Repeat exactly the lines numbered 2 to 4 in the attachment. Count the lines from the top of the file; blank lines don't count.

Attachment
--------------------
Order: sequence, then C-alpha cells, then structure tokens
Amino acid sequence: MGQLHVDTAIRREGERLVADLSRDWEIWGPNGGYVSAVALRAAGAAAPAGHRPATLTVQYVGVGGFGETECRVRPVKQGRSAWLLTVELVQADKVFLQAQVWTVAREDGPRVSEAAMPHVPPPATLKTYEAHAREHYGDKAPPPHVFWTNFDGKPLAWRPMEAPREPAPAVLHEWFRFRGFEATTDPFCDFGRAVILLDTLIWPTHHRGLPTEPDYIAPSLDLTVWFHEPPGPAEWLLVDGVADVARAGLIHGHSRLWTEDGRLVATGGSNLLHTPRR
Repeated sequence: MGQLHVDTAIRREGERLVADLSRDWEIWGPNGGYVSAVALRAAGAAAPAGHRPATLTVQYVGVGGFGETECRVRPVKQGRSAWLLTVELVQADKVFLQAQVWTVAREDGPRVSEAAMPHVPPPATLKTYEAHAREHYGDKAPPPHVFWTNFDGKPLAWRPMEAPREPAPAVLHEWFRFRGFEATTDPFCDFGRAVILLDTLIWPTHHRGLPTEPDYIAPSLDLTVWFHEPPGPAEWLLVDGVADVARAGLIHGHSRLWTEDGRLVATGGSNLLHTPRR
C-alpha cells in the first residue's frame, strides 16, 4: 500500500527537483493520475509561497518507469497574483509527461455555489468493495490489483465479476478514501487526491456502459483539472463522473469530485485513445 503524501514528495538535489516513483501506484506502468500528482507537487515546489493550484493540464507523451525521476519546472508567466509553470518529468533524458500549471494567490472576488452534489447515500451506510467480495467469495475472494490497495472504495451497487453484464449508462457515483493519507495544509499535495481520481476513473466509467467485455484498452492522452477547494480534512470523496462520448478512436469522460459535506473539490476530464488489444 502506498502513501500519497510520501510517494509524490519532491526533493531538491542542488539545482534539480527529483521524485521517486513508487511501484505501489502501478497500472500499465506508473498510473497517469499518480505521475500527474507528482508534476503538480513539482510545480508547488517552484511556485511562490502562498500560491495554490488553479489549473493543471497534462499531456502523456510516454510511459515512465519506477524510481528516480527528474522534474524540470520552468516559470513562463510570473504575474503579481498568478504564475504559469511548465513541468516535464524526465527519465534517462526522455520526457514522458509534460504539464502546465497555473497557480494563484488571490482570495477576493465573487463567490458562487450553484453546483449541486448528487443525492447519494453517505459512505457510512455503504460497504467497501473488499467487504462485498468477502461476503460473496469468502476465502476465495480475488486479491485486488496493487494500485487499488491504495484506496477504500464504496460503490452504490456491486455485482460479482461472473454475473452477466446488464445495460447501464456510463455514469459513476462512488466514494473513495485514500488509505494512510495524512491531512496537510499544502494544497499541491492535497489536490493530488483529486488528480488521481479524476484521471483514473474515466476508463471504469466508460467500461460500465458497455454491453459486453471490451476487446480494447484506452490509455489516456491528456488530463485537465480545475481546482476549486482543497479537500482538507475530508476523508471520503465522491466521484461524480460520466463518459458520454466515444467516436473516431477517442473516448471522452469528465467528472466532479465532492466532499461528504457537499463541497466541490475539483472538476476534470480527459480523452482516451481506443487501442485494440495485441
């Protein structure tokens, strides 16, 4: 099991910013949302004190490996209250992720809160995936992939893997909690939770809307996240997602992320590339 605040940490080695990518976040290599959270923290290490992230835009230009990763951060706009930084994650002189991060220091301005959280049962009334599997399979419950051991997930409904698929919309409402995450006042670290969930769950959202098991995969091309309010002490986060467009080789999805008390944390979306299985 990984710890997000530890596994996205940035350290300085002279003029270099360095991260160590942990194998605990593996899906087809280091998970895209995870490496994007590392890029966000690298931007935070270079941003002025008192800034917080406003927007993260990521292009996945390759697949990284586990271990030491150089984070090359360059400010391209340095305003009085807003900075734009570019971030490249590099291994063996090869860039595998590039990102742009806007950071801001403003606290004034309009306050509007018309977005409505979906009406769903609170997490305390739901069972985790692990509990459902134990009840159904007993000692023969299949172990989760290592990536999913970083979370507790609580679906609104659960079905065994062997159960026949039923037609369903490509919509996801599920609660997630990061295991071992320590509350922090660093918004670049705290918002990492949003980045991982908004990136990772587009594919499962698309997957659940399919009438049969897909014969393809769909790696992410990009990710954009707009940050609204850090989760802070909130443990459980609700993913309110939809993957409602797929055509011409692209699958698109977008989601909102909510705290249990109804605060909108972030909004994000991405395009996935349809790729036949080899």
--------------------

Amino acid sequence: MGQLHVDTAIRREGERLVADLSRDWEIWGPNGGYVSAVALRAAGAAAPAGHRPATLTVQYVGVGGFGETECRVRPVKQGRSAWLLTVELVQADKVFLQAQVWTVAREDGPRVSEAAMPHVPPPATLKTYEAHAREHYGDKAPPPHVFWTNFDGKPLAWRPMEAPREPAPAVLHEWFRFRGFEATTDPFCDFGRAVILLDTLIWPTHHRGLPTEPDYIAPSLDLTVWFHEPPGPAEWLLVDGVADVARAGLIHGHSRLWTEDGRLVATGGSNLLHTPRR
Repeated sequence: MGQLHVDTAIRREGERLVADLSRDWEIWGPNGGYVSAVALRAAGAAAPAGHRPATLTVQYVGVGGFGETECRVRPVKQGRSAWLLTVELVQADKVFLQAQVWTVAREDGPRVSEAAMPHVPPPATLKTYEAHAREHYGDKAPPPHVFWTNFDGKPLAWRPMEAPREPAPAVLHEWFRFRGFEATTDPFCDFGRAVILLDTLIWPTHHRGLPTEPDYIAPSLDLTVWFHEPPGPAEWLLVDGVADVARAGLIHGHSRLWTEDGRLVATGGSNLLHTPRR
C-alpha cells in the first residue's frame, strides 16, 4: 500500500527537483493520475509561497518507469497574483509527461455555489468493495490489483465479476478514501487526491456502459483539472463522473469530485485513445 503524501514528495538535489516513483501506484506502468500528482507537487515546489493550484493540464507523451525521476519546472508567466509553470518529468533524458500549471494567490472576488452534489447515500451506510467480495467469495475472494490497495472504495451497487453484464449508462457515483493519507495544509499535495481520481476513473466509467467485455484498452492522452477547494480534512470523496462520448478512436469522460459535506473539490476530464488489444 502506498502513501500519497510520501510517494509524490519532491526533493531538491542542488539545482534539480527529483521524485521517486513508487511501484505501489502501478497500472500499465506508473498510473497517469499518480505521475500527474507528482508534476503538480513539482510545480508547488517552484511556485511562490502562498500560491495554490488553479489549473493543471497534462499531456502523456510516454510511459515512465519506477524510481528516480527528474522534474524540470520552468516559470513562463510570473504575474503579481498568478504564475504559469511548465513541468516535464524526465527519465534517462526522455520526457514522458509534460504539464502546465497555473497557480494563484488571490482570495477576493465573487463567490458562487450553484453546483449541486448528487443525492447519494453517505459512505457510512455503504460497504467497501473488499467487504462485498468477502461476503460473496469468502476465502476465495480475488486479491485486488496493487494500485487499488491504495484506496477504500464504496460503490452504490456491486455485482460479482461472473454475473452477466446488464445495460447501464456510463455514469459513476462512488466514494473513495485514500488509505494512510495524512491531512496537510499544502494544497499541491492535497489536490493530488483529486488528480488521481479524476484521471483514473474515466476508463471504469466508460467500461460500465458497455454491453459486453471490451476487446480494447484506452490509455489516456491528456488530463485537465480545475481546482476549486482543497479537500482538507475530508476523508471520503465522491466521484461524480460520466463518459458520454466515444467516436473516431477517442473516448471522452469528465467528472466532479465532492466532499461528504457537499463541497466541490475539483472538476476534470480527459480523452482516451481506443487501442485494440495485441